School board reverses start times stance
Ridgefield High School students won’t be setting their alarm clocks an hour later next year.
The Board of Education has voted to throw out a decision it made in October 2017 to implement later start times for the 2019-20 school year.
“I think you heard the board saying that at some point this could come back ... but not at this point, not for 2019-20,” said Chairwoman Margaret Stamatis, who confirmed the board will not vote on start times again during the 2018-19 school year.
“It’s not an easy decision,” she said.
Members of the board voted 6-1 to rescind the 2017 motion on start times, with board member Carina Borgia-Drake casting the sole vote against. Board members Jonathan Steckler and Vice Chairman Doug Silver were both absent from the meeting Monday.
Stamatis said the current start times at the district’s nine schools will remain in place.
Board Secretary Kathleen Holz said the board received 114 emails against later school start times and 18 emails for the proposed change.
At Monday night’s meeting, 13 residents gave public comment — 10 were against the later start times initiative, three in favor.
“There are a myriad of issues that need to be resolved,” said Stephen Cole, a substitute teacher and coach at RHS.
He argued that with later end times as a result of starting an hour later, student athletes would have to leave class early to attend games.
“Educational excellence is achieved in the classroom, not in the back of the bus,” Cole said. “Putting students between teachers and their coaches is unconscionable.”
Others cited the lack of a permanent superintendent.
“Why would we approve an initiative like this without a superintendent?” said Pond Road resident Bryan Ward.
He also raised concern about the potential impact on sports, after-school programs, and local businesses who depend on high school student employees.
“As a parent, a coach, and a taxpayer, I’m not buying it,” Ward said.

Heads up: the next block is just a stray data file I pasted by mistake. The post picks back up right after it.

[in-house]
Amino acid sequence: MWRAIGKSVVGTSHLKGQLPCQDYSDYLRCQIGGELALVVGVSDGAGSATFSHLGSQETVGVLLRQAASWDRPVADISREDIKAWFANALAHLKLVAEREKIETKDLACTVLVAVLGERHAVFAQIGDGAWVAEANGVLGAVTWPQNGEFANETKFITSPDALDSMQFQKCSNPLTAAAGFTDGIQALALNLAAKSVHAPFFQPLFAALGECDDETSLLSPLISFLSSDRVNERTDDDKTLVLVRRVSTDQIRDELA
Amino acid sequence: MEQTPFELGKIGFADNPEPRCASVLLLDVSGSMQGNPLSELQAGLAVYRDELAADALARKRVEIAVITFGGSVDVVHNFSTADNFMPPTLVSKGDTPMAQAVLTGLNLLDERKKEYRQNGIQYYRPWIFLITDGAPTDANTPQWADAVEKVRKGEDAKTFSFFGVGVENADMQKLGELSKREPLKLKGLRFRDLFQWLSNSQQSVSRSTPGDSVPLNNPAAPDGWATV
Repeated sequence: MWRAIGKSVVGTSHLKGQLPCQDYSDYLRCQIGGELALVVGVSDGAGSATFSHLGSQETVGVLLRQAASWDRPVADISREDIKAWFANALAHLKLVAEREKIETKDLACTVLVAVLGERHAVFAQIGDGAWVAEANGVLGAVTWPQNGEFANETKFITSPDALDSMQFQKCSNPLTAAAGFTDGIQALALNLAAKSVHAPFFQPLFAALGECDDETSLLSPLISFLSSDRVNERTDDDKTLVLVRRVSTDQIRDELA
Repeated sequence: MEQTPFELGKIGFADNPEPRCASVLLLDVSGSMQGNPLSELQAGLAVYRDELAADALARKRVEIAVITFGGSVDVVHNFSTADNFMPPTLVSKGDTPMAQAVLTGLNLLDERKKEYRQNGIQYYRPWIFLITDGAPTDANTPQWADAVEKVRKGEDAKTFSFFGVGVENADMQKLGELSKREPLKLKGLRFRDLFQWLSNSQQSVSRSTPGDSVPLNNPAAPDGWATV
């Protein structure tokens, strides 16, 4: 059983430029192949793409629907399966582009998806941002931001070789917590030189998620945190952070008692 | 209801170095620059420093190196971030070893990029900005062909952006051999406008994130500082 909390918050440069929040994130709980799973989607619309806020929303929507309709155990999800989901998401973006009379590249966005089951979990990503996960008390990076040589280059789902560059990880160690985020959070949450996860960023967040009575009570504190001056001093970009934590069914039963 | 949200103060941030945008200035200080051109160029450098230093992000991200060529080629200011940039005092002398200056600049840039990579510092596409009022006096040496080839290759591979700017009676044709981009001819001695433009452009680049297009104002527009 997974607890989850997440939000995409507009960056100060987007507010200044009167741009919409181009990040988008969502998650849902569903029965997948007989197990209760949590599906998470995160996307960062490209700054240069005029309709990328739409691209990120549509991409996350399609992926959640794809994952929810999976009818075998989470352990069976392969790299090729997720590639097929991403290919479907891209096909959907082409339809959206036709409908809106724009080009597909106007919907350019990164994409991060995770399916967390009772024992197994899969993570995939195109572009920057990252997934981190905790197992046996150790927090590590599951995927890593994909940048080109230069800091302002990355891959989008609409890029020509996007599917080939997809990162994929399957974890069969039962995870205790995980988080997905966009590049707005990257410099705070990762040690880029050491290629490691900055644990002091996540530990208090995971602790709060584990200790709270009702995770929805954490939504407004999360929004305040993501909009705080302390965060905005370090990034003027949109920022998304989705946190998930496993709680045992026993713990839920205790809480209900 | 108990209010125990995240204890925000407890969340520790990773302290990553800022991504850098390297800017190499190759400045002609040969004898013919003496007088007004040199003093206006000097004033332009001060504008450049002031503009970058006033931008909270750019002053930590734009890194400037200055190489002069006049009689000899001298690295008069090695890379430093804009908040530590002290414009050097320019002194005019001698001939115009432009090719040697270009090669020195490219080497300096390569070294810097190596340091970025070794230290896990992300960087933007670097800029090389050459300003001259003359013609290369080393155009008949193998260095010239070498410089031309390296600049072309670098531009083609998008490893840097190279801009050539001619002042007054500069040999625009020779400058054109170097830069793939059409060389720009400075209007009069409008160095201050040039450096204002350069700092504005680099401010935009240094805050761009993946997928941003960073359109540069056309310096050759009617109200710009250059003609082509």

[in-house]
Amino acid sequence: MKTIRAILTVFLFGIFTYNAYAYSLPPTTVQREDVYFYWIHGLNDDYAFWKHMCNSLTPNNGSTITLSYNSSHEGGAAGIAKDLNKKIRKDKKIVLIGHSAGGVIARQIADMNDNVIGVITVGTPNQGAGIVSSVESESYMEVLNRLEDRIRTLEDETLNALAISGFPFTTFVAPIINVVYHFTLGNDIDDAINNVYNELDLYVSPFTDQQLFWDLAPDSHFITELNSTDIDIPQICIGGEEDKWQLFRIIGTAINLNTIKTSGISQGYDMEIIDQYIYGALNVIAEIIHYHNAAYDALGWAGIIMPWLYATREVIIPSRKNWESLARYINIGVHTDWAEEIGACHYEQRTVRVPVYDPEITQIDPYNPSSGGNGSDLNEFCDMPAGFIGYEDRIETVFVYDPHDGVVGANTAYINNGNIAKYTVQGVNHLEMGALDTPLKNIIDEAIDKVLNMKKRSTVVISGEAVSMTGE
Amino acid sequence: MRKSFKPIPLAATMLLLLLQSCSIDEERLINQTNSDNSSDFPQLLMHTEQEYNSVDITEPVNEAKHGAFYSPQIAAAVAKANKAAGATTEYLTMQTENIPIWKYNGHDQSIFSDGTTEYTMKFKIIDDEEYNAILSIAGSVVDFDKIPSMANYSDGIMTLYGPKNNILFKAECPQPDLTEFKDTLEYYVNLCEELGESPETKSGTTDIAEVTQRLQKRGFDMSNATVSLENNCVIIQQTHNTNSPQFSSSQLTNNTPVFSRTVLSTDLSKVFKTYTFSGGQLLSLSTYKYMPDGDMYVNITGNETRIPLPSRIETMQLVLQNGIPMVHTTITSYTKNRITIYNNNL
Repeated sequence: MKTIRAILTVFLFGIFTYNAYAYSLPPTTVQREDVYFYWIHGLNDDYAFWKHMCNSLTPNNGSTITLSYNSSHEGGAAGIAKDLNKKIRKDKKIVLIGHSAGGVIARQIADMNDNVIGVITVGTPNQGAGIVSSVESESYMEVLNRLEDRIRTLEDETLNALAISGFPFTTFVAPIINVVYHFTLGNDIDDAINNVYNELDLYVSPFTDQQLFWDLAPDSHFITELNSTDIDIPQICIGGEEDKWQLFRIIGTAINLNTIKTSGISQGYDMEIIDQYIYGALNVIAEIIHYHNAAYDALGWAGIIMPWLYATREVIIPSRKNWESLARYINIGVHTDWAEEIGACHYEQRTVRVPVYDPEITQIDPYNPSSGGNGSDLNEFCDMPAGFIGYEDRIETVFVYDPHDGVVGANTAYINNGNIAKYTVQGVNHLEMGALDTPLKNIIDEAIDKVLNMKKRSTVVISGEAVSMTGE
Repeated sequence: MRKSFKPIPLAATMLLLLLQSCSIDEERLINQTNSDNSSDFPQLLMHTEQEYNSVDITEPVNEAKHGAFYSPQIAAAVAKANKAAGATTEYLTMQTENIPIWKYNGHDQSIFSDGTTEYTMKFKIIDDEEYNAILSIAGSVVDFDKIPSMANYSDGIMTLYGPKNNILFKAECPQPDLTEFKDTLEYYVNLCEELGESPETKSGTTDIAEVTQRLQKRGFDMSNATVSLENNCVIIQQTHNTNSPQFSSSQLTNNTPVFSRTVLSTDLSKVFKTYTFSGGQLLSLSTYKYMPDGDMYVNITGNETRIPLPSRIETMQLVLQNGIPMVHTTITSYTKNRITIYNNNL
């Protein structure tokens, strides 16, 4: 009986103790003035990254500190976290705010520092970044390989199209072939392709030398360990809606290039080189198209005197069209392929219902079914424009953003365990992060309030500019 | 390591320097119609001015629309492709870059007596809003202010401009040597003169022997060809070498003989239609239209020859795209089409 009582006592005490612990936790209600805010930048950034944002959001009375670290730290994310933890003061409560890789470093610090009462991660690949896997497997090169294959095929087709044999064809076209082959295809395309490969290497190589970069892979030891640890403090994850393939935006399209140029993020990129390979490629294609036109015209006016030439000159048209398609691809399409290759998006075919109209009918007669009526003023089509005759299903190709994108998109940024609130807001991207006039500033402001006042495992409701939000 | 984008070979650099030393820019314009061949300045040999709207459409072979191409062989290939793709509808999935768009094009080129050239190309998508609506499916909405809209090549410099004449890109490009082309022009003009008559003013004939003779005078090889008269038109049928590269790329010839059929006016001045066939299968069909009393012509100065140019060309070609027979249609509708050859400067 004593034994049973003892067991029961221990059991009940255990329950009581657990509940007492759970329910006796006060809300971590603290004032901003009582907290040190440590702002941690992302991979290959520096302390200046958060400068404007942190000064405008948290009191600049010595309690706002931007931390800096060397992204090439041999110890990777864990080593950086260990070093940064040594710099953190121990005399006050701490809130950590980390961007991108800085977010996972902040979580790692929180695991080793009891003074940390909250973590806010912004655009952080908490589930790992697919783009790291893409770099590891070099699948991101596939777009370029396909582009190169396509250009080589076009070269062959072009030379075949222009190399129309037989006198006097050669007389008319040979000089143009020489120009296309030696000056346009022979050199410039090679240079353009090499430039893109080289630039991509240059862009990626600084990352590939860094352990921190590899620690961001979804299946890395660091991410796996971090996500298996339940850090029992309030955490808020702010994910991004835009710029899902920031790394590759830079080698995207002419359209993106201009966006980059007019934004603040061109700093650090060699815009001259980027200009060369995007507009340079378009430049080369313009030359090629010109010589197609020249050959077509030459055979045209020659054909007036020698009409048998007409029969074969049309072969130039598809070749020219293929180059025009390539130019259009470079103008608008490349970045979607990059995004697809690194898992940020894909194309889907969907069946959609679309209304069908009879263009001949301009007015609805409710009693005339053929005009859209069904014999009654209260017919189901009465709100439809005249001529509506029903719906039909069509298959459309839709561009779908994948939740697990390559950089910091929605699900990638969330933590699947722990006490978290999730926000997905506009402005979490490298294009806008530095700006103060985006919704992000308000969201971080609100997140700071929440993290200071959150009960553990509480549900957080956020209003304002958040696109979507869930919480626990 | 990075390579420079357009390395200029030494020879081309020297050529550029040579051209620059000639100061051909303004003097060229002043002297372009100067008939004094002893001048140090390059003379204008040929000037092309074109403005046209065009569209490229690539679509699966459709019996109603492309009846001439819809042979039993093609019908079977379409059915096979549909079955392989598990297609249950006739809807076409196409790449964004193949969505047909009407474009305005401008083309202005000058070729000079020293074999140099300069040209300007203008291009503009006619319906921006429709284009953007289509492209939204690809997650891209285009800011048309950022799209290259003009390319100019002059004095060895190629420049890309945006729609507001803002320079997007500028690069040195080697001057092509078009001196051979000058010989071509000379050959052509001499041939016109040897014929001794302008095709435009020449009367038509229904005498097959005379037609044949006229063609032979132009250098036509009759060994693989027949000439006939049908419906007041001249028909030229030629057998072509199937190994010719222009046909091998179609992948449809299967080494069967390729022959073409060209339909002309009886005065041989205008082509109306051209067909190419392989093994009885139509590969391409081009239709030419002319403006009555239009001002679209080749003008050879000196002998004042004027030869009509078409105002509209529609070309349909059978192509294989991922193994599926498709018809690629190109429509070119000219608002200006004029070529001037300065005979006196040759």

The board also cited concerns about the cost of the project.
A scenario the board asked the superintendent’s office to investigate at an Oct. 22 meeting would have cost an estimated $2.77 million.
“I believe the science … but I cannot at this point agree to $2.7 million being taken out of our children’s education at this time,” said Holz.
“The cost is just tremendous,” said board member Jim Keidel. “I’d rather see those resources go to curriculum, or repairing buildings, or paying teachers, or things that we can see something tangible.”
Five elementary schools would have started at 8 a.m. under that proposed scenario.
But according to School Bus Consultants, the consultants hired by the board to come up with new busing plans for later start times, shifting only those five early-start elementary schools back by 10 minutes would drop the cost to $1.58 million — a savings of almost $1.2 million.
Danbury Road resident Lisa Moore said the schools needed to focus on asbestos removal at Scotland and the removal of underground oil storage tanks at Veterans Park Elementary and East Ridge Middle School — both projects included in the board’s capital improvements request.
Moore called the start times project “fiscally irresponsible.”
But not all were against the change.
“We need to move forward with this,” said Jessica Mancini, the current vice chairwoman of the Ridgefield Board of Finance.
“[The] extra hour of sleep is invaluable,” said Louzette Dovaras, a Barrack Hill Road resident. She argued that the board’s “investments in other areas” will not get their “return on investment” if kids aren’t getting adequate sleep.